More political instability for Australia ahead

August 22nd, 2010

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Now that the election is over, Australia has a first hung parliament in 70 years. What this means that no political party has an outright majority to form a government. However, what can happen is that either the Labor or Coalition party can form a minority government by dealing with the minor parties and independents.

Regardless which party forms the government, it can be easily toppled with a vote of no-confidence in parliament. When that happens, either the people have to go back to the polls again or the other party form the next government.

If the global macroeconomic headwinds of deflation comes and puts the Australian economy under enormous stress in the months to come, we can expect more political instability as blame shifting, polarisation of views and strife increases. This is an environment that is hardly conducive for sound economic policies and doing business.

Watch this space.

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  • Pete

    Hard to say which way the independents will go. There is a reason they are independents – they don’t want to be affiliated with a particular party.

    I think there could easily be a potential for vote of no-confidence if the independents try and throw their weight around early on. Perhaps the independents would be smart to choose a side and try and ?influence? decisions, rather than outright block them, etc. Because next time around (ie, if we go back to ballot) they might have little-to-no say at all.

    On the plus side, a Govt like this could at least damper some of the crazy, reactive economic experiments that have been done in the last term. Perhaps no more giving out $900 spending money to Harvey Norman shoppers. No more increases to the FHOG. Etc etc.

    But I wouldn’t trust pollies to do anything that is right…only what is popular. Perhaps we would see the opposition (whoever that ends up being) crossing the floor on some issues. It could happen.

  • Castor

    When TSHTF, there may be a situation of Rome burning while the politicians argues what should be done.

  • Pete

    Good point.

    Although, (time for an analogy) is it better to let Rome burn (recession) or to use all of the cities water supply to put it out (stimulus)? The end result either being a purging and cleansing (fire), or further problems down the track (population die of thirst).

    It’s a pretty bad analogy 😉
    My point being that doing nothing might be the best thing a Government can do sometimes.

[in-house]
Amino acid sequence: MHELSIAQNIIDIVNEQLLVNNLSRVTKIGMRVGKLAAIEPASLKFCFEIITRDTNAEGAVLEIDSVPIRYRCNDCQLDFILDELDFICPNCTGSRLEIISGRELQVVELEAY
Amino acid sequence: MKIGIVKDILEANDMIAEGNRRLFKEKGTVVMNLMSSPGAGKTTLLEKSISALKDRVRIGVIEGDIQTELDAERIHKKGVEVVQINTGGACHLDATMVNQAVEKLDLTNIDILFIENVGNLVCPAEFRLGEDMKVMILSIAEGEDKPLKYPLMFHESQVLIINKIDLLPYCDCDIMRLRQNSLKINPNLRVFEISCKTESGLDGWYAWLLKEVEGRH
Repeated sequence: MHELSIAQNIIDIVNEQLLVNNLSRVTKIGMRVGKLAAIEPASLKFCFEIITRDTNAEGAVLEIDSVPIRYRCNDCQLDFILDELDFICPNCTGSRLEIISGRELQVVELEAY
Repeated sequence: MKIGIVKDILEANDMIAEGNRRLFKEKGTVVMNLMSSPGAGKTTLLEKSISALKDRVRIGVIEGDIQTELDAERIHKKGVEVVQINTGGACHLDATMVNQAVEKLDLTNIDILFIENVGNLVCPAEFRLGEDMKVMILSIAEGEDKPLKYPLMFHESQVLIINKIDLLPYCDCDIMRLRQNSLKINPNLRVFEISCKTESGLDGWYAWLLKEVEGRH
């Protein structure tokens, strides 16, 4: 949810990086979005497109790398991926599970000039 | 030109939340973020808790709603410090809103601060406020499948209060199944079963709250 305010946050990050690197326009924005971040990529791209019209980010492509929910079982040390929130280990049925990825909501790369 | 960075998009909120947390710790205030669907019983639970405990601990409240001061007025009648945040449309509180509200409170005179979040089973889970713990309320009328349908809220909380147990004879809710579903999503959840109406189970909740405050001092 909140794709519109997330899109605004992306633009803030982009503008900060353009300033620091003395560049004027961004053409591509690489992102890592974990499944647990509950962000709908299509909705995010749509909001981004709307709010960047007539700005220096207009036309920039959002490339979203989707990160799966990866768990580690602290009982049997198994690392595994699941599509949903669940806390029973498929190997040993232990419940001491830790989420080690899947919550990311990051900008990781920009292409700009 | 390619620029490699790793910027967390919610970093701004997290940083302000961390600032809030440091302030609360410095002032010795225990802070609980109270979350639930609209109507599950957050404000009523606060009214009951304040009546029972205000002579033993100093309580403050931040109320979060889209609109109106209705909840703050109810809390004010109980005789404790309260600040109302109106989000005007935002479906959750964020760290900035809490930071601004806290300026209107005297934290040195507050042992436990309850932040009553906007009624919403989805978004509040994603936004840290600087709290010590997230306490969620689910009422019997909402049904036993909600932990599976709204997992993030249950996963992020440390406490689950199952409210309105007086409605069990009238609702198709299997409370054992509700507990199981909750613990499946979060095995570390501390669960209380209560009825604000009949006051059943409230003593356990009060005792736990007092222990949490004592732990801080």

• Ademac

    With the Watermellons (green on the outside red in the middle) in control of the senate, even if we do get a minority govenment, it won’t work.

    The best we can hope for is that TSHTF soon and we can start cleaning up the mess afterwards, with a vastly differant political landscape.

  • Luke

    Oh please, Watermellons (sic)? Is it AdemacCarthy by chance?

    Besides, we all know 2 facts: a) we haven’t had sound LONG-TERM economic policies by either party for years and b) all parties subscribe to the same keynesian economics. I can guarantee if the Liberals were in power their keynesian advisers would have suggested an economic stimulus plan to follow the rest of the world.

  • Arthurrobey

    The Limits to Growth, Business as Usual scenario yields the best outcomes. The decrease in population curve is the most gentle.
    We can get a steady state economy if we take drastic measures by 1982.
    The BAU shows a steep decline in per capita industrial output starting around about now, as we have to move capital from industry into agriculture to avoid famine.

    Doubling the resource base makes pollution go asymptotic and population rises to a higher peak and then crash dramatically.

    I tried taxing carbon as it saw the light of day in the model, but because the sign is the same as the capital input to population growth,(-) this leads to instability.

    So, long live BAU.

  • Pete

    Incidentally, Media Watch did a good program tonight about the media’s role in the election. They’ve become pathetic, reporting on fluff and pointless things, whilst avoiding the real issues. The media are to blame as much as the politicians.

    Transcript:
    http://www.abc.net.au/mediawatch/transcripts/s2

    You can download the video here:
    http://www.abc.net.au/mediawatch/video/download